This international order has served us well. The trading regime we fostered and the freedom of the seas that we defended have made us (and most of our allies) wealthy beyond the wildest dreams of anyone who lived before the 1950s. The structures and practices we encouraged in Western Europe turned Germany and France into allies, brought an end to the great European wars that had proved our bane, and prepared the way for the collapse of communism and the dismemberment of the Soviet Union.
This achievement cost us time, patience, and treasure, and there were lives sacrificed. But they were as nothing when compared to the lives and treasure we spent in the Second World War, and they were insignificant when measured against what we gained by them. I cannot think of any period in human history in which a great power was as successful in shaping its external environment as we were in this period.
Think about it. We engaged in a long, twilight struggle with a rival coalition. That struggle went on for almost half a century, but ended without a major war and in a complete total victory for our side. Even when we found ourselves involved in skirmishes like the Korean and Vietnam wars — and that is what they were when viewed in comparison with our great wars — we lost fewer men each year on the battlefield than we sacrificed for the sake of sustaining commerce and communication on our highways. This epoch was our finest hour.
Now that international order — and, like it or not, our prosperity and our security — is endangered: in Europe by a revanchist, quasi-fascist power dismembering its neighbors with impunity; in the South China Sea by another quasi-fascist power trying to construct a new regional order modeled on Japan’s Greater Asian Co-Prosperity Sphere; and in the Middle East by a quasi-fascist religious movement redrawing boundaries and massacring religious minorities.
Whatever wishful thinking the neo-isolationists of the Right and Left may entertain, these are challenges that cannot be ignored. The trick is to confront them in a prudent manner and at acceptable cost; the devil is, as always, in the details.
With regard to the first challenge, we should quietly introduce tactical nuclear weapons into the Baltic States and Poland in order to convey our resolve to Vladimir Putin and NATO. Then, we should join with those allies in using the levers at our disposal to bring down the Russian economy.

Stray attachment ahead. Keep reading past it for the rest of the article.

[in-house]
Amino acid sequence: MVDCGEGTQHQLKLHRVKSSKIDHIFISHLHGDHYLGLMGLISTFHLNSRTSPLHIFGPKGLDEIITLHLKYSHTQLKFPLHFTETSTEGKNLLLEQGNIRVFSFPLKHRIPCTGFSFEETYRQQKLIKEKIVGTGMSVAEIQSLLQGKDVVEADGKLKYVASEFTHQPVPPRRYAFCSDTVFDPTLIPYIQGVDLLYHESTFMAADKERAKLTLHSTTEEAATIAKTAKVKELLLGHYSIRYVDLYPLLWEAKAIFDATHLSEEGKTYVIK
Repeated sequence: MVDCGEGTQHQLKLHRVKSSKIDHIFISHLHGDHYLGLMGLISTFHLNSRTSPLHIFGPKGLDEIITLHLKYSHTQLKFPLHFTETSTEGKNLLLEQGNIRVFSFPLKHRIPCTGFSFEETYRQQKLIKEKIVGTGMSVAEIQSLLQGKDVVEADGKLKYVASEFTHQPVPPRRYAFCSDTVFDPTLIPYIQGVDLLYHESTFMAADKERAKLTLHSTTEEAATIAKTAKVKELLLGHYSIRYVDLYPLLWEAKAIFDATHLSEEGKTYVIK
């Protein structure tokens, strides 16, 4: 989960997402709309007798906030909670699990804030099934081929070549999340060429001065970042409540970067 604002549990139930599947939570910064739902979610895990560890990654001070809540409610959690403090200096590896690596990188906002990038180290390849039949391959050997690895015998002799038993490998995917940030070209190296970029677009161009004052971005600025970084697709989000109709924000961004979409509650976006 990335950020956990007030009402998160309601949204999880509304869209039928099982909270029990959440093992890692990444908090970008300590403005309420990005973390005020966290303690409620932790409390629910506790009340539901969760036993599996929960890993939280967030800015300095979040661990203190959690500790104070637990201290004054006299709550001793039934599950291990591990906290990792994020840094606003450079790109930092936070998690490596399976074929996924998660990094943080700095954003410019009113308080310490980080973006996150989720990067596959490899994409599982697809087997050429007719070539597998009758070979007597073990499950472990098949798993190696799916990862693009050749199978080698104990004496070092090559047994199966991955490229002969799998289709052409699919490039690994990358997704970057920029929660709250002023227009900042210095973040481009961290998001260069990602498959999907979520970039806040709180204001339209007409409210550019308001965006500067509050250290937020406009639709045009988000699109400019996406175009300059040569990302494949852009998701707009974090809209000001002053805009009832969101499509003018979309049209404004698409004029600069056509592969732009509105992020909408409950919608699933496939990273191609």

With regard to the second challenge — the most important, to my mind — we should quietly forge an alliance of Japan, South Korea, the Philippines, Taiwan, Malaysia, Singapore, Vietnam, and India to contain the Chinese colossus while making it clear that China remains welcome within the existing international trading regime. Put bluntly, the Chinese should be made to choose between isolation and prosperity.
The third of these challenges is a much tougher nut to crack, thanks to Barack Obama’s fecklessness and irresponsibility. We must not lose sight that Iran, with its nuclear ambitions, is a far greater threat than ISIS is ever apt to become. Eliminating the latter without strengthening the former should be our aim. But that is easier said than done. We would have a freer hand were we to bomb Iran’s nuclear facilities at the outset.
To date, there is no sign that Rand Paul will ever be capable of assuming the responsibilities attendant on the presidency. If he cares for this country — as, I suspect, he does — and if he is as ambitious as he seems to be, he should set aside those ambitions for a while and devote himself to the study of international affairs. I would suggest that he begin by studying Thucydides (I recommend, for its maps, the The Landmark Thucydides), and then take the time to read both volumes of Winston Churchill’s Marlborough: His Life and Times with attention and care.
They say that you cannot teach an old dog new tricks, and that was surely the case for Ron Paul. But his son? I have my doubts: catch him off guard, and you hear the accents of the old man, and incorrigible ignorance and folly may well be his inheritance. But you never know. He may be a fool, but he is not without intelligence. Then, again, his father is quick-witted as well, and that never got in the way of his lunacy.Published in